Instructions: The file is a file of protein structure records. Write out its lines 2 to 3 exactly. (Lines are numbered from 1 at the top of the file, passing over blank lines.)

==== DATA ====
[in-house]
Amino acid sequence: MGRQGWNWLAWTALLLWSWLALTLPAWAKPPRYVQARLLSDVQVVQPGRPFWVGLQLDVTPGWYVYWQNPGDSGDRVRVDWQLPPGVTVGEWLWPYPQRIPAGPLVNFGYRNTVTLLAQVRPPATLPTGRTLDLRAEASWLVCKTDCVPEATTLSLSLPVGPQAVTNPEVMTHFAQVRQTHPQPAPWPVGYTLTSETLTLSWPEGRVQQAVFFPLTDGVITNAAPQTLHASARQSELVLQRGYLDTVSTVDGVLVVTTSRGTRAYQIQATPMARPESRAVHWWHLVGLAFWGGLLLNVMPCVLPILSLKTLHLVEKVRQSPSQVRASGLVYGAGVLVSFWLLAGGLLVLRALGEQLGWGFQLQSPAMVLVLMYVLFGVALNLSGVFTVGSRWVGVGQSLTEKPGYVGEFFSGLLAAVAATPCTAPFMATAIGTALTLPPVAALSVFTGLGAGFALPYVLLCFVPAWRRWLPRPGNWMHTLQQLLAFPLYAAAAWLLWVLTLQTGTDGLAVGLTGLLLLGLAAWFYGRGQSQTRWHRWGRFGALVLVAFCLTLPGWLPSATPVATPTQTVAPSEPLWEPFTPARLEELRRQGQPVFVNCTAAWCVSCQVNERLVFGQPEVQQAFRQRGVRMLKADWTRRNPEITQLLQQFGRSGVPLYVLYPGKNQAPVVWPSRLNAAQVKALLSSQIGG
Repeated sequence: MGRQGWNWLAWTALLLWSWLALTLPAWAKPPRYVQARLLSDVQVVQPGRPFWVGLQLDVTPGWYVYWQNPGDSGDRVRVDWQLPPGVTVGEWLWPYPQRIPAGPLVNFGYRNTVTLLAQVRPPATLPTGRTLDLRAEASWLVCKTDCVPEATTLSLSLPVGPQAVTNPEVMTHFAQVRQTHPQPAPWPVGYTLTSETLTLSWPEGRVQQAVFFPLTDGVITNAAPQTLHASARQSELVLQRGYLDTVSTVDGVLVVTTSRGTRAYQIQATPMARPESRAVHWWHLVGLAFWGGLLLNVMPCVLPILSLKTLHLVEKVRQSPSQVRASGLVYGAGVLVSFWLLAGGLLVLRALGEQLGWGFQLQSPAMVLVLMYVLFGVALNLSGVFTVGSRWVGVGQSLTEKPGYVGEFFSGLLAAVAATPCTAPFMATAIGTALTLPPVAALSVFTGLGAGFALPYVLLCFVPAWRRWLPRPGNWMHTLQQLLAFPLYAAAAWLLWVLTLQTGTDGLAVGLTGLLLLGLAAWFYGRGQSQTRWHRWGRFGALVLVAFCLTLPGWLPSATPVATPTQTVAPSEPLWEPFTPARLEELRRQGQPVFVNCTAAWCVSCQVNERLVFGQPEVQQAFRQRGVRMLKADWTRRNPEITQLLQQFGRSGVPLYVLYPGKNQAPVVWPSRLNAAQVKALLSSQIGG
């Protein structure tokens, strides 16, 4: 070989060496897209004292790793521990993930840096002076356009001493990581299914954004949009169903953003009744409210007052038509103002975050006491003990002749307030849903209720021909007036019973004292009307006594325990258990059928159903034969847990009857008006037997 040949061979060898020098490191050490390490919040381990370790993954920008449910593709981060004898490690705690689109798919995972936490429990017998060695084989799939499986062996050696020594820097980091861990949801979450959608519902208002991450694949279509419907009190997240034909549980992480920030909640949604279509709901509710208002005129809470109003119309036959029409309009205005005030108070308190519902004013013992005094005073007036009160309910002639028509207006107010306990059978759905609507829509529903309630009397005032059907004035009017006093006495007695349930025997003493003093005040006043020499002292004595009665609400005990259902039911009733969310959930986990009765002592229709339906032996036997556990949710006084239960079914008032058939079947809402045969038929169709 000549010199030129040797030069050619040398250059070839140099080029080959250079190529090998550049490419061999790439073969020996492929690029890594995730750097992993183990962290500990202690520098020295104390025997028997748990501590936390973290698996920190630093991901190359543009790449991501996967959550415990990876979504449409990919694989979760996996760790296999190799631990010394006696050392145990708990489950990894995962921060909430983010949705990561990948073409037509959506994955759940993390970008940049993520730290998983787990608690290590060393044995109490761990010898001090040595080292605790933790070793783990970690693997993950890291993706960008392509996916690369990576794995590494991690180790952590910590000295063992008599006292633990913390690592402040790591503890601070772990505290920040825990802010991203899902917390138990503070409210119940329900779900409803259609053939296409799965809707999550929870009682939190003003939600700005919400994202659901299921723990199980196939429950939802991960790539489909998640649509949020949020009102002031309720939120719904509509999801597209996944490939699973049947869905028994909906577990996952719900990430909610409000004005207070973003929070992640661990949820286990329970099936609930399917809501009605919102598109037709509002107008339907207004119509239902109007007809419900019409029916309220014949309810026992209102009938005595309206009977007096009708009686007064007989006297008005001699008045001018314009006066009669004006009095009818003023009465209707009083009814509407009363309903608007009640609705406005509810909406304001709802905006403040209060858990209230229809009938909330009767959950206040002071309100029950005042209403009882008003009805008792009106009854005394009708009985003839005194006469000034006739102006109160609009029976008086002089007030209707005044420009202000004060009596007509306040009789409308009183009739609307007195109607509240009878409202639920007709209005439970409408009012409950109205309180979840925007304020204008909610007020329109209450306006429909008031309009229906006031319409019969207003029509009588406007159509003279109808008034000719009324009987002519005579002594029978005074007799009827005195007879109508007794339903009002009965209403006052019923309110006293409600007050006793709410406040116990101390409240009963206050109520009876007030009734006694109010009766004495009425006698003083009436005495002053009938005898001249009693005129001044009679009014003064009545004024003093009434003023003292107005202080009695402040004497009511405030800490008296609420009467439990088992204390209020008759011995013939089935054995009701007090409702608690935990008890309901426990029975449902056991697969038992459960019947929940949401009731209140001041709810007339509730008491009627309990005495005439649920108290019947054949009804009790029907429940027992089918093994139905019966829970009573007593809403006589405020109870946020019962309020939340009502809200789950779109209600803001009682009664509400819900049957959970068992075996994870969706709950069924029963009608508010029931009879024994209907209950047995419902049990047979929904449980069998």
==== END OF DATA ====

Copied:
Amino acid sequence: MGRQGWNWLAWTALLLWSWLALTLPAWAKPPRYVQARLLSDVQVVQPGRPFWVGLQLDVTPGWYVYWQNPGDSGDRVRVDWQLPPGVTVGEWLWPYPQRIPAGPLVNFGYRNTVTLLAQVRPPATLPTGRTLDLRAEASWLVCKTDCVPEATTLSLSLPVGPQAVTNPEVMTHFAQVRQTHPQPAPWPVGYTLTSETLTLSWPEGRVQQAVFFPLTDGVITNAAPQTLHASARQSELVLQRGYLDTVSTVDGVLVVTTSRGTRAYQIQATPMARPESRAVHWWHLVGLAFWGGLLLNVMPCVLPILSLKTLHLVEKVRQSPSQVRASGLVYGAGVLVSFWLLAGGLLVLRALGEQLGWGFQLQSPAMVLVLMYVLFGVALNLSGVFTVGSRWVGVGQSLTEKPGYVGEFFSGLLAAVAATPCTAPFMATAIGTALTLPPVAALSVFTGLGAGFALPYVLLCFVPAWRRWLPRPGNWMHTLQQLLAFPLYAAAAWLLWVLTLQTGTDGLAVGLTGLLLLGLAAWFYGRGQSQTRWHRWGRFGALVLVAFCLTLPGWLPSATPVATPTQTVAPSEPLWEPFTPARLEELRRQGQPVFVNCTAAWCVSCQVNERLVFGQPEVQQAFRQRGVRMLKADWTRRNPEITQLLQQFGRSGVPLYVLYPGKNQAPVVWPSRLNAAQVKALLSSQIGG
Repeated sequence: MGRQGWNWLAWTALLLWSWLALTLPAWAKPPRYVQARLLSDVQVVQPGRPFWVGLQLDVTPGWYVYWQNPGDSGDRVRVDWQLPPGVTVGEWLWPYPQRIPAGPLVNFGYRNTVTLLAQVRPPATLPTGRTLDLRAEASWLVCKTDCVPEATTLSLSLPVGPQAVTNPEVMTHFAQVRQTHPQPAPWPVGYTLTSETLTLSWPEGRVQQAVFFPLTDGVITNAAPQTLHASARQSELVLQRGYLDTVSTVDGVLVVTTSRGTRAYQIQATPMARPESRAVHWWHLVGLAFWGGLLLNVMPCVLPILSLKTLHLVEKVRQSPSQVRASGLVYGAGVLVSFWLLAGGLLVLRALGEQLGWGFQLQSPAMVLVLMYVLFGVALNLSGVFTVGSRWVGVGQSLTEKPGYVGEFFSGLLAAVAATPCTAPFMATAIGTALTLPPVAALSVFTGLGAGFALPYVLLCFVPAWRRWLPRPGNWMHTLQQLLAFPLYAAAAWLLWVLTLQTGTDGLAVGLTGLLLLGLAAWFYGRGQSQTRWHRWGRFGALVLVAFCLTLPGWLPSATPVATPTQTVAPSEPLWEPFTPARLEELRRQGQPVFVNCTAAWCVSCQVNERLVFGQPEVQQAFRQRGVRMLKADWTRRNPEITQLLQQFGRSGVPLYVLYPGKNQAPVVWPSRLNAAQVKALLSSQIGG